I believe you're thinking of this (possibly fictitious*) anecdote from the
1974 article "The Abilene Paradox: The Management of Agreement" by Jerry B. Harvey. Via Wikipedia:
On a hot afternoon visiting in Coleman, Texas, the family is comfortably playing dominoes on a porch, until the father-in-law suggests that they take a trip to Abilene [53 miles (85 km) north] for dinner. The wife says, "Sounds like a great idea." The husband, despite having reservations because the drive is long and hot, thinks that his preferences must be out-of-step with the group and says, "Sounds good to me. I just hope your mother wants to go." The mother-in-law then says, "Of course I want to go. I haven't been to Abilene in a long time."
The drive is hot, dusty, and long. When they arrive at the cafeteria, the food is as bad as the drive. They arrive back home four hours later, exhausted.
One of them dishonestly says, "It was a great trip, wasn't it?" The mother-in-law says that, actually, she would rather have stayed home, but went along since the other three were so enthusiastic. The husband says, "I wasn't delighted to be doing what we were doing. I only went to satisfy the rest of you." The wife says, "I just went along to keep you happy. I would have had to be crazy to want to go out in the heat like that." The father-in-law then says that he only suggested it because he thought the others might be bored.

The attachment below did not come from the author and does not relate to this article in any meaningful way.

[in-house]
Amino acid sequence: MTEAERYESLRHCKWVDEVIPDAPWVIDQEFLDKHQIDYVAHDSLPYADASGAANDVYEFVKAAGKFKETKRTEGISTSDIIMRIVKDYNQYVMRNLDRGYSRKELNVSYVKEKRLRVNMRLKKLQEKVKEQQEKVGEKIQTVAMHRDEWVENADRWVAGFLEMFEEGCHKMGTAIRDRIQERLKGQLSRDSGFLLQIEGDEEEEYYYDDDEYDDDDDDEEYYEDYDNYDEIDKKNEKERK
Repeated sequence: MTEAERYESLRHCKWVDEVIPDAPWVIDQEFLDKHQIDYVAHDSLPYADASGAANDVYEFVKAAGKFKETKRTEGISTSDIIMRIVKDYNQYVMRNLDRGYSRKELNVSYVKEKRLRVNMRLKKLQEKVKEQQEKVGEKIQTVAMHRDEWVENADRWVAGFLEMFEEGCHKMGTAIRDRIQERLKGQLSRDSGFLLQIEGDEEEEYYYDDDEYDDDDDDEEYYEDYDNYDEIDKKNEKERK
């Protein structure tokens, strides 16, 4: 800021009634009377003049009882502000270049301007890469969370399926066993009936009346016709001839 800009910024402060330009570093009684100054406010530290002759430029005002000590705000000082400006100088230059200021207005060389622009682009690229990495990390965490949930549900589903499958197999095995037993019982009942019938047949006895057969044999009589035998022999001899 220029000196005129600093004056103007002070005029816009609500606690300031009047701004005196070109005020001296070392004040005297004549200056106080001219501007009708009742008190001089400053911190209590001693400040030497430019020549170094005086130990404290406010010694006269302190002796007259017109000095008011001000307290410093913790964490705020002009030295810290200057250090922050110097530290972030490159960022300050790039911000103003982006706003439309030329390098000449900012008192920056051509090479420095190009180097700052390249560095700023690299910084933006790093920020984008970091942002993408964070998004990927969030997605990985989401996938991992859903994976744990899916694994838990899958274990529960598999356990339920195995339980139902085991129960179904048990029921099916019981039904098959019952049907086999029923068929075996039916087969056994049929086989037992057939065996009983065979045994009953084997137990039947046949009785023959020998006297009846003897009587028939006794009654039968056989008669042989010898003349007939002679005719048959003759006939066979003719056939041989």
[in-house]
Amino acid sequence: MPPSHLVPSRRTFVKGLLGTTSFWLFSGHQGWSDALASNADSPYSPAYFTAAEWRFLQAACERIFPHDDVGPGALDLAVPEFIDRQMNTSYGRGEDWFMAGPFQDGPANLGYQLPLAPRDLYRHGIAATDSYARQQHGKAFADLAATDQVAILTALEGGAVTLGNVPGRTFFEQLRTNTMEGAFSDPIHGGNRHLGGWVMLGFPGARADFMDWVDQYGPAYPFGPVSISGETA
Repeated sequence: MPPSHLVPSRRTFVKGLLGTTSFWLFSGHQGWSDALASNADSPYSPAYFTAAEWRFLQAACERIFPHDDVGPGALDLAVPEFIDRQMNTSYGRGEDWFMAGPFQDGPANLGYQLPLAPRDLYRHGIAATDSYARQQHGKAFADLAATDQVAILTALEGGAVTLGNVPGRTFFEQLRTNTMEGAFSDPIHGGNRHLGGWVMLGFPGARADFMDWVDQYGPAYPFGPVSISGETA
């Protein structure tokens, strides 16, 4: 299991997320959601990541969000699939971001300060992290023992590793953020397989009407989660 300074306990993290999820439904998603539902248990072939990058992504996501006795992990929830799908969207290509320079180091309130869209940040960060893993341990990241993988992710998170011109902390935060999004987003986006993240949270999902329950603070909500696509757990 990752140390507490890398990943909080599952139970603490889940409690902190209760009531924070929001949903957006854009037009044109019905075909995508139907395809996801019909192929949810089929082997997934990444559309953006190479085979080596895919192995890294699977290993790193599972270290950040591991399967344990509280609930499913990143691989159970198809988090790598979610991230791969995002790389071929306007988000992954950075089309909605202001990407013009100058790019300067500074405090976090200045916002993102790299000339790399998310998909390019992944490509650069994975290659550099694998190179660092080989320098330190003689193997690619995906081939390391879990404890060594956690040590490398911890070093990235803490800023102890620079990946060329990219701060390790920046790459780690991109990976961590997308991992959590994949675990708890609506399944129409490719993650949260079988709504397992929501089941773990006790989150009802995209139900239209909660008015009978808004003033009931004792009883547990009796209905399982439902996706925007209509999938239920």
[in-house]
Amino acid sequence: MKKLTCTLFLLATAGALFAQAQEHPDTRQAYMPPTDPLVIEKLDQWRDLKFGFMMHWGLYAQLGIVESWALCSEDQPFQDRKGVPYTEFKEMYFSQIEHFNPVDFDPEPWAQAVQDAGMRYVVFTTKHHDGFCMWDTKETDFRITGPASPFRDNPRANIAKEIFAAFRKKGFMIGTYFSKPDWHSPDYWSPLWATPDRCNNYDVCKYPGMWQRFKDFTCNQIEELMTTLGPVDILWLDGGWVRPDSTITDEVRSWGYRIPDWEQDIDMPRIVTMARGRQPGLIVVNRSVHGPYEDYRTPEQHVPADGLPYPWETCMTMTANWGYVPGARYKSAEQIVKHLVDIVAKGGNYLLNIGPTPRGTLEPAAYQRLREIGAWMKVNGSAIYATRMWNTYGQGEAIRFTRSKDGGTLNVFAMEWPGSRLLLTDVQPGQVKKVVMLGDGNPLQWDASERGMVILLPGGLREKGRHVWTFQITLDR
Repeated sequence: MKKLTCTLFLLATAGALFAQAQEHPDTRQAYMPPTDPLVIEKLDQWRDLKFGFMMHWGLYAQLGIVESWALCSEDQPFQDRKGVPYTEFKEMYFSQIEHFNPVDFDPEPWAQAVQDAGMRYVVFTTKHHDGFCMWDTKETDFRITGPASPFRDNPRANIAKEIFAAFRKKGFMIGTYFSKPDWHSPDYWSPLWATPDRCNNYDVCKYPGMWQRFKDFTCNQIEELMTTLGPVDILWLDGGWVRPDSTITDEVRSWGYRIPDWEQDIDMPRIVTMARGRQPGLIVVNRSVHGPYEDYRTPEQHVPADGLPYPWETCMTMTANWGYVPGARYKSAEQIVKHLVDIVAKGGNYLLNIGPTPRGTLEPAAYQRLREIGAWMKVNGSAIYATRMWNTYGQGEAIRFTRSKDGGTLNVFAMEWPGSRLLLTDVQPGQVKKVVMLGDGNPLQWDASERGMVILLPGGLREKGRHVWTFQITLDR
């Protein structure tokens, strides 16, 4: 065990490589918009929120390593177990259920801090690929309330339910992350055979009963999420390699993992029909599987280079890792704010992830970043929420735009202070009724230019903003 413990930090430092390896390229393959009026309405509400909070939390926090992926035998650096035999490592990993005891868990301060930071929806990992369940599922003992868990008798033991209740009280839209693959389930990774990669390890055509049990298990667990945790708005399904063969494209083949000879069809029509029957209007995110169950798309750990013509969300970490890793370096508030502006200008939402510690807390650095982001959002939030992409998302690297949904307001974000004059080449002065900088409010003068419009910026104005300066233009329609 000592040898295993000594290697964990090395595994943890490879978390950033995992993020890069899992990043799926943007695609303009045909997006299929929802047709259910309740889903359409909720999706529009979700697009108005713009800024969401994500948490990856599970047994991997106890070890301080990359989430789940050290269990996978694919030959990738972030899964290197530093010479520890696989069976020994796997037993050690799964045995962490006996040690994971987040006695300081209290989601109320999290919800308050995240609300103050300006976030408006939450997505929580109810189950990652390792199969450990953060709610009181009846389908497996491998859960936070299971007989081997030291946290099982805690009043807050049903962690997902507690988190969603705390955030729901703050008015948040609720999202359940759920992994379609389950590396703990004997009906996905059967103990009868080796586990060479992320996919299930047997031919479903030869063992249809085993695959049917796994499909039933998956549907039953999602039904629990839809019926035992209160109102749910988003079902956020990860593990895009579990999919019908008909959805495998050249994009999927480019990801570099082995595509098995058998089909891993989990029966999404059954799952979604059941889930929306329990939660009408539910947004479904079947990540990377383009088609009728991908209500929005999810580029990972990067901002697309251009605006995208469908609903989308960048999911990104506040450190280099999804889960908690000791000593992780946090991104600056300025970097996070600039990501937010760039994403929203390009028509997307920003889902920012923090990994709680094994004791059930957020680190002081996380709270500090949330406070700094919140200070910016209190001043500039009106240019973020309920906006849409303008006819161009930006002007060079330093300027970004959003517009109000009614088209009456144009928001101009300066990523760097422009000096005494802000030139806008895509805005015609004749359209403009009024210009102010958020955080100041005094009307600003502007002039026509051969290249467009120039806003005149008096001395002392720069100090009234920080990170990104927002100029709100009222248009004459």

The group sits back, perplexed that they together decided to take a trip which none of them wanted. They each would have preferred to sit comfortably, but did not admit to it when they still had time to enjoy the afternoon.
This anecdote gets cited in other discussions of group decision-making so you could have heard it almost anywhere, even if you didn't read the original article. (People will sometimes say "Let's not take a trip to Abilene" to head off this sort of mistake, the way you might say "Okay, enough about the bikeshed.")
*Upon further investigation, it appears that the version I've quoted above is paraphrased from the original article. In the article, Harvey tells the story in the first person and includes more detail (the brand of thermometer on the porch, for instance) than I would expect if the story were made up to illustrate a point. Combined with the fact that he was actually from Texas, this inclines me to think that it actually happened.